The Sixth Circuit is fast becoming the most prolific court of appeals in copyright cases. The most recent opinion, from January 26th, is a case of first impression on whether books on tapes are covered by the exception to the first sale’s rental right. The correct answer, reached by the majority in Brilliance Audio, Inc. v. Haights Cross Communications, Inc., 2007 WL188103, is that lawfully made copies of such books may be rented without the copyright owner’s permission.
A ban on rentals was first applied to musical compositions in 1984 (amended in 1988), in response to the introduction of CDs and rental stores who pitched customers by saying “never ever buy another record." In 1990, Congress expanded the ban to include computer programs, but never beyond that. The 1984 and 1988 versions of Section 109(b)(1) were clearer on whether the rental ban extended to all audio works, stating that “Notwithstanding the provisions of subsection (a), unless authorized by the owners of copyright in the sound recording and in the musical works embodied therein.”
The 1990 formulation of Section 109(b)(1), amended to include computer programs, unintentionally injected a degree of ambiguity by its placement of computer programs in the middle of the clause: “Notwithstanding the provisions of subsection (a), unless authorized by the owners of copyright in the sound recording or the owner of copyright in a computer program . . . and in the case of a sound recording in the musical works embodied therein.”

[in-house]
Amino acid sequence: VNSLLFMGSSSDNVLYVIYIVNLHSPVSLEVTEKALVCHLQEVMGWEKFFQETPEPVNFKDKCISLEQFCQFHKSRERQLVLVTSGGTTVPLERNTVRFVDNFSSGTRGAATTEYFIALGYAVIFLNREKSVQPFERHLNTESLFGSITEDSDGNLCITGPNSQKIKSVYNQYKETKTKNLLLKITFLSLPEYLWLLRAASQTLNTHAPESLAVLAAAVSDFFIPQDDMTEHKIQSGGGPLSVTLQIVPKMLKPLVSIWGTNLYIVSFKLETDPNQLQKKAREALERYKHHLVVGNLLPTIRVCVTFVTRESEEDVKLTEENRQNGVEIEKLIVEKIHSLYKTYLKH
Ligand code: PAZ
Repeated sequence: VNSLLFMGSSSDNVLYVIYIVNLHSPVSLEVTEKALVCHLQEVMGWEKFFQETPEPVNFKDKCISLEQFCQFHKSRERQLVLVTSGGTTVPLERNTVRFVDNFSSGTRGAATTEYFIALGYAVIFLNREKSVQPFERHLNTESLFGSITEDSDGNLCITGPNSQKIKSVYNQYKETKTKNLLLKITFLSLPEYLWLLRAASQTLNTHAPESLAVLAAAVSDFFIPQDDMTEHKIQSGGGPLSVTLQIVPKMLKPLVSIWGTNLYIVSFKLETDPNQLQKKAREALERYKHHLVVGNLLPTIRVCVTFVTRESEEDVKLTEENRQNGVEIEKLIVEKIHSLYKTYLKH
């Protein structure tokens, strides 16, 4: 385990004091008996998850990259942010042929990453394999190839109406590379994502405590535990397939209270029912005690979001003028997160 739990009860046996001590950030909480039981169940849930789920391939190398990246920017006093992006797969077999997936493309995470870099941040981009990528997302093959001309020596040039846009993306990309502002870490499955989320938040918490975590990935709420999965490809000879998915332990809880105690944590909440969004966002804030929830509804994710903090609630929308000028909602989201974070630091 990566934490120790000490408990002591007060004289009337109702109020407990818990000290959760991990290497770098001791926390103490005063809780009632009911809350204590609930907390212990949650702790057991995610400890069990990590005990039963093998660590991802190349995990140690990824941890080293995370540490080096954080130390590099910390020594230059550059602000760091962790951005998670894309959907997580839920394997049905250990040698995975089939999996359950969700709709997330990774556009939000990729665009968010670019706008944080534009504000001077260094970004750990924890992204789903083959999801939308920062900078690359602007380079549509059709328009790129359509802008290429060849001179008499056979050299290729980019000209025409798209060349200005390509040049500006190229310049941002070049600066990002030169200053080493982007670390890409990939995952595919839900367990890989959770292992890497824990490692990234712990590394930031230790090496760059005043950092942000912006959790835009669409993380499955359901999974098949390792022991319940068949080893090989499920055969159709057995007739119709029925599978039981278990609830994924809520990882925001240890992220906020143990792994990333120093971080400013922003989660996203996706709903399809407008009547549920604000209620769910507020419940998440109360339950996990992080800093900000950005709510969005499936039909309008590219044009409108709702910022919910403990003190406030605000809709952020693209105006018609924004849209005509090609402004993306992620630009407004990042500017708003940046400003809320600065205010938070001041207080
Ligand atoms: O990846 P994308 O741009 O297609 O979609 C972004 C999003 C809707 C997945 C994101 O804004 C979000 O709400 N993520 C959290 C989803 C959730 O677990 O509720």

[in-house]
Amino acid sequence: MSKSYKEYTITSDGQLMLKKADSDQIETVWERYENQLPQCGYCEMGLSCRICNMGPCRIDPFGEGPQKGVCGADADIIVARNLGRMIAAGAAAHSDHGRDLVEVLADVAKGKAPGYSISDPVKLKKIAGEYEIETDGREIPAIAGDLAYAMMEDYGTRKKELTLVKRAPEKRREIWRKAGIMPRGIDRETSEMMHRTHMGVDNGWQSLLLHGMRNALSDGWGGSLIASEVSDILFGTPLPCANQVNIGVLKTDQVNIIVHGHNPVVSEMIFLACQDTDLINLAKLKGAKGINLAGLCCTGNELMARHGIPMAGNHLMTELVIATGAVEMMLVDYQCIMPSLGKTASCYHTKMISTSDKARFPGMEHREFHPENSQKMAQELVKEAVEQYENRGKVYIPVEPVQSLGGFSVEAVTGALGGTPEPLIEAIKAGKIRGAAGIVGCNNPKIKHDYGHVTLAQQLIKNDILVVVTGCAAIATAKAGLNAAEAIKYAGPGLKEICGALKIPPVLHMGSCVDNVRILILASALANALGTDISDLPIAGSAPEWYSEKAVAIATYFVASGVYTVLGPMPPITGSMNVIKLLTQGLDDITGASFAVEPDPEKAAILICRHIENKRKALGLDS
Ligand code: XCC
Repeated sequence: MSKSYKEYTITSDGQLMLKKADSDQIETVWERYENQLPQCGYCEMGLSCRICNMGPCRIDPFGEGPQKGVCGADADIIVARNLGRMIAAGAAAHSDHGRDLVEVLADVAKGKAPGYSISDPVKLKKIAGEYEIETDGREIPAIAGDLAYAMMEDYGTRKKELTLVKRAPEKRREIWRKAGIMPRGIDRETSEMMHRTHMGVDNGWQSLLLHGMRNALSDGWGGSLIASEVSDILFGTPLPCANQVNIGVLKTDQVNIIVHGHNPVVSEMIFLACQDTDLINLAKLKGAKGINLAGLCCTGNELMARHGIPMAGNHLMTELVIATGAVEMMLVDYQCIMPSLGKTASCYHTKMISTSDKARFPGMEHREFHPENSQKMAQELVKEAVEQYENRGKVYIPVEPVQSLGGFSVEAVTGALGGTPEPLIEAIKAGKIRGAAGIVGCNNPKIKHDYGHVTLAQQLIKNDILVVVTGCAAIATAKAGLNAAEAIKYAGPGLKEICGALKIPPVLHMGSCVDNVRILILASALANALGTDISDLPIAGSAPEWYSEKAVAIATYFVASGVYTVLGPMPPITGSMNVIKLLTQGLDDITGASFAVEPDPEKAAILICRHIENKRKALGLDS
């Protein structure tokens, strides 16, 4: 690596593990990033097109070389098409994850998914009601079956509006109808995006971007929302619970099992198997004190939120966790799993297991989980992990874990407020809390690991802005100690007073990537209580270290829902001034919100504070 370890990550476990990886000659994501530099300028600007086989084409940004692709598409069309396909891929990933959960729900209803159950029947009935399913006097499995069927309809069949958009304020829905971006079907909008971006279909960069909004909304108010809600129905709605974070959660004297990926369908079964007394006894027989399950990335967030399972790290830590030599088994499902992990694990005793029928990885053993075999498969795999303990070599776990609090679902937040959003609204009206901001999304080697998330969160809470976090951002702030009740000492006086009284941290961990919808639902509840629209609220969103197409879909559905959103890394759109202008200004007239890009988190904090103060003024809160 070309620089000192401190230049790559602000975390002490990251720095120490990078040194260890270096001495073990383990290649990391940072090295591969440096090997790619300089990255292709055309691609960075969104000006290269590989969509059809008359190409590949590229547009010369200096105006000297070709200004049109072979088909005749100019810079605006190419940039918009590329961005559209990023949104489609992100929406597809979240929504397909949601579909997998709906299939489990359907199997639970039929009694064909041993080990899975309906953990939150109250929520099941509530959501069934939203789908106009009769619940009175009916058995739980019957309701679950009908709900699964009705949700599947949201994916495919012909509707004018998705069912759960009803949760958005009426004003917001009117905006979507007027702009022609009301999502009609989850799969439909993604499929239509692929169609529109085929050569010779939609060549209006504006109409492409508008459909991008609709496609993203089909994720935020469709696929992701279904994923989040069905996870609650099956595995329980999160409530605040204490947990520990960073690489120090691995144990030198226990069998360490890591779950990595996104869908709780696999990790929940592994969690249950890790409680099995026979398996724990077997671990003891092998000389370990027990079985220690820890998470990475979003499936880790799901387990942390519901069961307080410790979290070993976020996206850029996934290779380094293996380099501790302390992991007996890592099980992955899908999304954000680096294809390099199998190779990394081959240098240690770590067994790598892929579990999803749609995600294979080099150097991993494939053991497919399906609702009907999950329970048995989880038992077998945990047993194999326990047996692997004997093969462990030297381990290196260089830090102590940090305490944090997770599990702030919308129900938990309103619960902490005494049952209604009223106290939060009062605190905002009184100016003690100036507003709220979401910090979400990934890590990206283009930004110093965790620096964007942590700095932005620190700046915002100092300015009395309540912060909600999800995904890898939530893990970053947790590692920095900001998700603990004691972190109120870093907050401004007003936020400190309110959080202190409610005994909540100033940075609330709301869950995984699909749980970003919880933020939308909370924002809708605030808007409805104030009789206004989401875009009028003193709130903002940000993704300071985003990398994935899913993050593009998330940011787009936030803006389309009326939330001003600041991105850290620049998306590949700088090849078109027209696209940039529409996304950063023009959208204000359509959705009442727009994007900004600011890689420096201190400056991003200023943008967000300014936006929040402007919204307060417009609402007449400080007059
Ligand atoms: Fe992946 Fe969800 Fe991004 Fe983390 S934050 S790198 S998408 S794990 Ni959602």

Since the 1990 formulation was not intended to change the law regarding sound recordings, this unintended potential ambiguity should not be construed to include within the section nonmusical sound recordings; it is simply bad drafting. (And the 1990 amendments were very bad drafting indeed). The 1988 House Judiciary Committee report noted that no specific concerns about literary works had been raised, but that “if problems do arise, they may be addressed when the new [eight] year ‘sunset’ provision expires.
The majority in Brilliance Audio, per Judge Julia Gibbons, found the statutory language ambiguous (I think Judge Gibbons was being gentle in so saying), and therefore examined the legislative history. The decision, however, turned not on the legislative history but instead on what might be called a canon of construction: the first sale doctrine represents a firm Congressional policy against restraints on alienation, so any ambiguities in the statute should be construed against derogating from that policy. Hence, the majority's holding was: “The language of the statute does not unambiguously apply to audio books, and we have found no evidence that it should be so construed.” I think that right on the merits and as an interpretative method.
The partial dissent of Judge Kennedy would have vacated the district court’s grant of defendant’s 12(b)(6) motion, based on a plain meaning interpretation of the statute as prohibiting the rental of audio books. Based on that plain meaning assertion (no actual analysis of how the alleged plain meaning got to the plain meaning result was given; it was, instead merely asserted), Judge Kennedy criticized the majority for looking at the legislative history, even though that wasn’t the basis for the majority’s decision. Why go out of your way to make such an essentially gratuitous remark? In any event, I favor looking at legislative history whenever you please. What I find stereotypically amusing in the dissent is the absolute conviction that one’s own belief a particular provision is plain is so strong that those who feel otherwise must plainly be wrong.